Christopher Hui, the Secretary of Hong Kong’s Financial Services and the Treasury, announced plans to issue additional policy papers and circulars on tokenised assets, stablecoins, and cryptocurrency trading during the Hong Kong Fintech Week.
Despite recent crackdowns on JPEX crypto exchange, during his keynote address at Hong Kong Fintech Week on 2 November, Christopher Hui, emphasised that the government remains committed to fostering web3 innovation.
Christopher Hui said in his address:
“We’ve been asked many times whether JPEX will affect our determination to grow the Web3 market — the answer is a clear ‘no.’”
Hui emphasised the imminent release of circulars by the Securities and Futures Commission (SFC) on tokenised securities-related activities and SFC-authorised investment products’ tokenisation.
Efforts are also underway to extend the regulatory scope to cover the trading of virtual assets outside conventional trading platforms.
Hong Kong Monetary Authority (HKMA) and the Financial Services and the Treasury Bureau will jointly consult on the regulatory framework for stablecoin issuers.
Eddie Yue indicated that the government is actively engaged in discussions with the industry to explore further tokenised issuances, aiming to unlock new possibilities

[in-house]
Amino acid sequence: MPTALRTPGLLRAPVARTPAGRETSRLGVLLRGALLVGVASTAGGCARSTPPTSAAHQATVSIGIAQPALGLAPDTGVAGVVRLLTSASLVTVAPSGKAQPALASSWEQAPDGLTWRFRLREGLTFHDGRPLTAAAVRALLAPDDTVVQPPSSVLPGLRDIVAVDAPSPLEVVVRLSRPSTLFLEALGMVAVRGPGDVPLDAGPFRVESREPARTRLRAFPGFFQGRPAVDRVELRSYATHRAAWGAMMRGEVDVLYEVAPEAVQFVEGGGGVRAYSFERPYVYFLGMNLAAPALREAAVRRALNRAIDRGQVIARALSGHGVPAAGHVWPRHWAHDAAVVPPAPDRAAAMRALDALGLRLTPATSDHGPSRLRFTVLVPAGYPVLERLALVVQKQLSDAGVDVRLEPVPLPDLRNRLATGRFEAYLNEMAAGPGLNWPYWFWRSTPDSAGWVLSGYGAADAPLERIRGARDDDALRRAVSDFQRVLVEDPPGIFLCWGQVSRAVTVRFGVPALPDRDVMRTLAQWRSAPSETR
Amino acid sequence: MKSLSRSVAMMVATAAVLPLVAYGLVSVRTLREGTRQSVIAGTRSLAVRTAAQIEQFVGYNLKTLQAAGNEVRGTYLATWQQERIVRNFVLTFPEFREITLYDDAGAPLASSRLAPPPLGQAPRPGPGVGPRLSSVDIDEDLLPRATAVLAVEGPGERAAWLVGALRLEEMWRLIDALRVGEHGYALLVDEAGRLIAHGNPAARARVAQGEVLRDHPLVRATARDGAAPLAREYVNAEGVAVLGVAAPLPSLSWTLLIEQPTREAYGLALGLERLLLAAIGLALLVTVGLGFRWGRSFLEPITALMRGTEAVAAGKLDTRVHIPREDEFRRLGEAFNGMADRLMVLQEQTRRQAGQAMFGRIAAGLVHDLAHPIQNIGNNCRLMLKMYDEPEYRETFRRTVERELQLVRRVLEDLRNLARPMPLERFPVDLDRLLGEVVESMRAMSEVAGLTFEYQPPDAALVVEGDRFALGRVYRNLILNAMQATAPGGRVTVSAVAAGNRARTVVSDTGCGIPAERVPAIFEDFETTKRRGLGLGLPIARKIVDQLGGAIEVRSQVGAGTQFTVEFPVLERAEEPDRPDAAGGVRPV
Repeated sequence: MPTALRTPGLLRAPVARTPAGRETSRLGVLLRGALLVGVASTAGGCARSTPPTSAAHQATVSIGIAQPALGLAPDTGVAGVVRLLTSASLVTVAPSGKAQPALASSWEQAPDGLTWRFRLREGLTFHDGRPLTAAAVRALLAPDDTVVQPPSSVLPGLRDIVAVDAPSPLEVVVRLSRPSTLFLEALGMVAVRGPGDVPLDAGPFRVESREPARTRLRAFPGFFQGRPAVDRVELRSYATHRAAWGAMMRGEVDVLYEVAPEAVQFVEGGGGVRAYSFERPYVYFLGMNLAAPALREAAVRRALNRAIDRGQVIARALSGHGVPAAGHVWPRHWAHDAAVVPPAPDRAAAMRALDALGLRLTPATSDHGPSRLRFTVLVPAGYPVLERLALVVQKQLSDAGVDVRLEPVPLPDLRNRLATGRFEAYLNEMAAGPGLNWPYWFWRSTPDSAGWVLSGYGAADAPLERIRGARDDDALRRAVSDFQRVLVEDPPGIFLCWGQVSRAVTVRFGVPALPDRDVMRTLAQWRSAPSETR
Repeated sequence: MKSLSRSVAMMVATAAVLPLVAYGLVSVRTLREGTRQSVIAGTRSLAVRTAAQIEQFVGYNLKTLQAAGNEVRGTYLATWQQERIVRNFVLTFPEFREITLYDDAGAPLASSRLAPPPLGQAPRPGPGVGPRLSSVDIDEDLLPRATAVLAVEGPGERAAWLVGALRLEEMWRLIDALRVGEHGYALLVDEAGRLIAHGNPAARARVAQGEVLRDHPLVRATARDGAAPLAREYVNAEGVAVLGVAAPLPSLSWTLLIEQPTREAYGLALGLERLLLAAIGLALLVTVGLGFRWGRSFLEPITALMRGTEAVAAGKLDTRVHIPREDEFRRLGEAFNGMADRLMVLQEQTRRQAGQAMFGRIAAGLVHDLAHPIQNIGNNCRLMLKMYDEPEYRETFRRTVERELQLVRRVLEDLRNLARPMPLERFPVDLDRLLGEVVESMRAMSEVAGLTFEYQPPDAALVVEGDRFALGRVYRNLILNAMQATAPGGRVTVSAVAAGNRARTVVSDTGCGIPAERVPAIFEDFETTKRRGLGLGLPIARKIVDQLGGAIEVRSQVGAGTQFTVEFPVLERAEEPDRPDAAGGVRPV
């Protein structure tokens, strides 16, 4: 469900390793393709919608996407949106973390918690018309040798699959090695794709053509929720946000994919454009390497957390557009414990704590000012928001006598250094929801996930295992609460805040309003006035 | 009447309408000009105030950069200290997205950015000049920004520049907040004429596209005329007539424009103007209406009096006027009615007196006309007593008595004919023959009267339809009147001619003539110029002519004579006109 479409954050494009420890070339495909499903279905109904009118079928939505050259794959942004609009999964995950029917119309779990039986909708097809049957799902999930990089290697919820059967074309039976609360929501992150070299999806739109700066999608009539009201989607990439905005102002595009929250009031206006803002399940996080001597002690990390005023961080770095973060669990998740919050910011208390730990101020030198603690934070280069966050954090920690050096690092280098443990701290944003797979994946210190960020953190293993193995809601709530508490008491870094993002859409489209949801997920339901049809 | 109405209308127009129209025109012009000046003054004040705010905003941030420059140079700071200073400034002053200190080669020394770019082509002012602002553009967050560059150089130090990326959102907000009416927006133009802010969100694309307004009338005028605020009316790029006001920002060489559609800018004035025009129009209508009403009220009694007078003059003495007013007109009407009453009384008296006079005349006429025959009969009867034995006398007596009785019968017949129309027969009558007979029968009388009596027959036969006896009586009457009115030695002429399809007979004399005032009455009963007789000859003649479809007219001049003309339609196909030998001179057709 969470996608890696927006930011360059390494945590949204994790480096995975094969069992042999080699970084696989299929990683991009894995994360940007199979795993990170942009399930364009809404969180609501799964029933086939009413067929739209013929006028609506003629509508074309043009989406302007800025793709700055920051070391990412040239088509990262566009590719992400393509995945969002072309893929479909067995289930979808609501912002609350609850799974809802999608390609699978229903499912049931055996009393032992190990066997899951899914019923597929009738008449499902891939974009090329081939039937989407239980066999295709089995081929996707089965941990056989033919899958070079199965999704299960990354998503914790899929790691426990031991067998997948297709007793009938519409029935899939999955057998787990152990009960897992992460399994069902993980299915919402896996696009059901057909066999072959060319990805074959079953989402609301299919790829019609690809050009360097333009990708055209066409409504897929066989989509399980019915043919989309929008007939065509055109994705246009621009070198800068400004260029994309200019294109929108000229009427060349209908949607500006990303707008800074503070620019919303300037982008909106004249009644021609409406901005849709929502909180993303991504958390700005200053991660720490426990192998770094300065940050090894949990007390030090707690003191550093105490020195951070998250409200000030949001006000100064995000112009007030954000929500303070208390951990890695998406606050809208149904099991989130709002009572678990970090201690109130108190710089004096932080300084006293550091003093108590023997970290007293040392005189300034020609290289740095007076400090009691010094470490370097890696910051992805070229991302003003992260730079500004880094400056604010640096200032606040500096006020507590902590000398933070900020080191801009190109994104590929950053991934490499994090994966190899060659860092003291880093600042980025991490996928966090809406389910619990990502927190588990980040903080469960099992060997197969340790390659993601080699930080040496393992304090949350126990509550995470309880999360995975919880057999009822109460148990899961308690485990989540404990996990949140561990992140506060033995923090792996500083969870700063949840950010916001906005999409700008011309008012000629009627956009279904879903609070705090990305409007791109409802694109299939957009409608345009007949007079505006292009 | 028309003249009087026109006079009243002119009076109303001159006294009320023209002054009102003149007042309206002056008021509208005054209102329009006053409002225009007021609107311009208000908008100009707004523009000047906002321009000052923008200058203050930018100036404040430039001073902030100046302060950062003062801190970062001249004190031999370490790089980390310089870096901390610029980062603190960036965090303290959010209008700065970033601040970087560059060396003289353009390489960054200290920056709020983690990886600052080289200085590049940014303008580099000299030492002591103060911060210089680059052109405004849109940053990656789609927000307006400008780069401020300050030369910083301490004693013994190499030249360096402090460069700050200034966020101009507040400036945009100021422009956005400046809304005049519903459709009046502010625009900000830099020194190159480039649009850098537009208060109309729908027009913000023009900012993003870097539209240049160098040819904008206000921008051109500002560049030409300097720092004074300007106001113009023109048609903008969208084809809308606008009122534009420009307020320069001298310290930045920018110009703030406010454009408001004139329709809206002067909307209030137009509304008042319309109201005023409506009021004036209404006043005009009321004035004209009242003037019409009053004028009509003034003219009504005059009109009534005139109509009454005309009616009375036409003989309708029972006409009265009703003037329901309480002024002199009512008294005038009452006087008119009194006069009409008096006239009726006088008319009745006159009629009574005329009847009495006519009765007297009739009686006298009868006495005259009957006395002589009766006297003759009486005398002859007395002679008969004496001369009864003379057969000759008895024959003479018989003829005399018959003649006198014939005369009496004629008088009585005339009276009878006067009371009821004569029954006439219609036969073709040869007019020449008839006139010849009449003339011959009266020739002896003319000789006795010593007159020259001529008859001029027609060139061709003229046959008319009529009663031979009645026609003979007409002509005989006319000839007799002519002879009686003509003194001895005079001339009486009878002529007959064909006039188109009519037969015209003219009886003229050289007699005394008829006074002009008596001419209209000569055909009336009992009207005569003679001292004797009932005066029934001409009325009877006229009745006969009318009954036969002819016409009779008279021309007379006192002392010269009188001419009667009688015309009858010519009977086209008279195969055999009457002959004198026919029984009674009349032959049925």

Eddie Yue mentioned at the event:
“In fact, we, ourselves, assisted the government to issue the world’s first-ever tokenised government green bond earlier this year in order to demonstrate the compatibility of Hong Kong’s legal and regulatory environment with this very new issuance format, to explore the next tokenized issuance in order to open up new possibilities.”
“Moving forward, we can expect a rise in the tokenisation of differences in order to support the gradual adoption of tokenisation. I will also expect that there will be increased use of blockchain-based payment methods, including things like stablecoin wallets or tokenised deposits offered by the banks.”
Julia Leung, the CEO of the Securities and Futures Commission (SFC), outlined the commission’s plans to issue two circulars regarding tokenisation.
One of the circulars will address the identification of risks associated with this innovative technology and the expectations from intermediaries in terms of due diligence and the transfer or primary issuance of assets.
Leung highlighted that the other pending circular will focus on the SFC’s requirements for issuing authorised funds, incorporating additional safeguards and expectations to ensure the secure custody transfer of assets and the maintenance of ownership records.
She emphasised the importance of establishing robust protocols, especially considering the evolving nature of this technology.
Acknowledging the industry’s experimentation and diverse use cases, Leung underscored the commission’s recognition of new risks associated with the transfer, ownership, and recordkeeping of tokens, emphasising the need for comprehensive regulatory measures to mitigate potential vulnerabilities.